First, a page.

Microsoft is investigating a security vulnerability which affects Vista, its newly launched operating system.
Mike Reavey, operations manager at Microsoft’s Security Response Center, revealed last Friday that Vista is vulnerable to a flaw that allows a malicious hacker to escalate user privileges within several versions of Windows.
Proof-of-concept code that exploits the code has been posted online, Reavey said in a blog posting, adding that Microsoft isn't yet aware of any malware that takes advantage of it.
"Initial indications are that in order for the attack to be successful, the attacker must already have authenticated access to the target system," wrote Reavey.
"While I know this is a vulnerability that impacts Windows Vista I still have every confidence that Windows Vista is our most secure platform to date. As always, we here at the MSRC encourage everyone to enable a firewall, apply all security updates and install anti-virus and anti-spyware software," he added.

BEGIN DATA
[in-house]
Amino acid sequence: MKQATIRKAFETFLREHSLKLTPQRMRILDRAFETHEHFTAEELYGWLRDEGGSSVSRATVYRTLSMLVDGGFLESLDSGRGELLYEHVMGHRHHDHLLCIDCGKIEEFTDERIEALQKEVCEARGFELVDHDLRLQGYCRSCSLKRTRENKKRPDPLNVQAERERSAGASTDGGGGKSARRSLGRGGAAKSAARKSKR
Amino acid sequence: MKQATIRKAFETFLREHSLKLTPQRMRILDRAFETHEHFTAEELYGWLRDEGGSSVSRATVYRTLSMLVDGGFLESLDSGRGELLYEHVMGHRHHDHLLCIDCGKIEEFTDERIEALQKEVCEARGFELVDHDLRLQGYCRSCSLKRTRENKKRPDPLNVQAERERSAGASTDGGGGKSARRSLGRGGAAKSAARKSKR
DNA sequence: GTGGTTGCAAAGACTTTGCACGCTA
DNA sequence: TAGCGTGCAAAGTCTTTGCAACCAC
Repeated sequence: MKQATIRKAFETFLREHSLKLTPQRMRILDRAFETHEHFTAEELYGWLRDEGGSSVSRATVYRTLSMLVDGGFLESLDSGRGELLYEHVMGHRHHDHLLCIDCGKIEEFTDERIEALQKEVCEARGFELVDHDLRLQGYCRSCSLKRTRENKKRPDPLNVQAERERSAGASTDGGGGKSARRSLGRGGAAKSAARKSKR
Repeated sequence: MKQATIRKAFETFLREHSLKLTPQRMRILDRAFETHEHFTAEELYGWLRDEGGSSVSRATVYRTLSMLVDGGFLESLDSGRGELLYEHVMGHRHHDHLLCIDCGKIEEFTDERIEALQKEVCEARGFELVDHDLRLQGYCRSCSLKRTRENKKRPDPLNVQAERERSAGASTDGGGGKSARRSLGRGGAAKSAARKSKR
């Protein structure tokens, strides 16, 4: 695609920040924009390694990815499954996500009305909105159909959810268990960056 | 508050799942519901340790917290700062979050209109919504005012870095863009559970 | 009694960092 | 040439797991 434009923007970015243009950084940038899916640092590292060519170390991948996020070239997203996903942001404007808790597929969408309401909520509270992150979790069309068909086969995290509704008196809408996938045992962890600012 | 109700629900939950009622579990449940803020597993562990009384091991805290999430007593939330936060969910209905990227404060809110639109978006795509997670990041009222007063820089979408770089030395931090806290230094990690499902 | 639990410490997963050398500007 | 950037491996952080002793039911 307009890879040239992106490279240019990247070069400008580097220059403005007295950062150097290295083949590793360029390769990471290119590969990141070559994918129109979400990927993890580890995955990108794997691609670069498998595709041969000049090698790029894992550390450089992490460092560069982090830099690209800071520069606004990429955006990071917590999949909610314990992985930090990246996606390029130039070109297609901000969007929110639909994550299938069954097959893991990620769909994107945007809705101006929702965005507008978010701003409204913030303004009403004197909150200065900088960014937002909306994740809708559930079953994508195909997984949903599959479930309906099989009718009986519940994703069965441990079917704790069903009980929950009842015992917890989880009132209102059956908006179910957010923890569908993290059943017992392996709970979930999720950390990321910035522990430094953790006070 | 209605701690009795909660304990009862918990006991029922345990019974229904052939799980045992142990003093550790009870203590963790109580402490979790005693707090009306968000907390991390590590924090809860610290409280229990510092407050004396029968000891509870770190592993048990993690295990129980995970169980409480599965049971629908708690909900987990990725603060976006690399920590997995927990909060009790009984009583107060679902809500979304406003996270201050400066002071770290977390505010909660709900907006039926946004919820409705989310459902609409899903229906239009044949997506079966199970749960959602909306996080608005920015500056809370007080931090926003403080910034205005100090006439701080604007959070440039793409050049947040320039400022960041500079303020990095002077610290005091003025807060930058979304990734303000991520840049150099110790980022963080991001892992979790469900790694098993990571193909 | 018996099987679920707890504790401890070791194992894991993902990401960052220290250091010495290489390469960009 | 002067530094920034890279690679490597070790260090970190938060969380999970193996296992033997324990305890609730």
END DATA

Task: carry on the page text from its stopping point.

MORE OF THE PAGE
Vista is Microsoft's first operating system release in five years. The company had repeatedly emphasised that it is more secure than previous versions, having been extensively rewritten.
One major change in Vista is that users accounts are created with administrator privileges turned off by default, unlike in XP where they are automatically turned on. Microsoft has cited this change as a key security change, as these administrator powers can be used to turn off other security measures.
As such, this flaw could put Vista users at risk. However, Mikko Hyppönen, chief research officer with Finnish security company F-Secure, has already said that the flaw it should not concern corporate or individual users as a malicious hacker can't take advantage of it unless they already have access to their machine.
Earlier this month, security firm Trend Micro claimed that a zero-day Vista flaw was being sold online for $50,000 (£25,500).
Vista was launched to businesses at the end of November. It will go on sale to consumers in early 2007.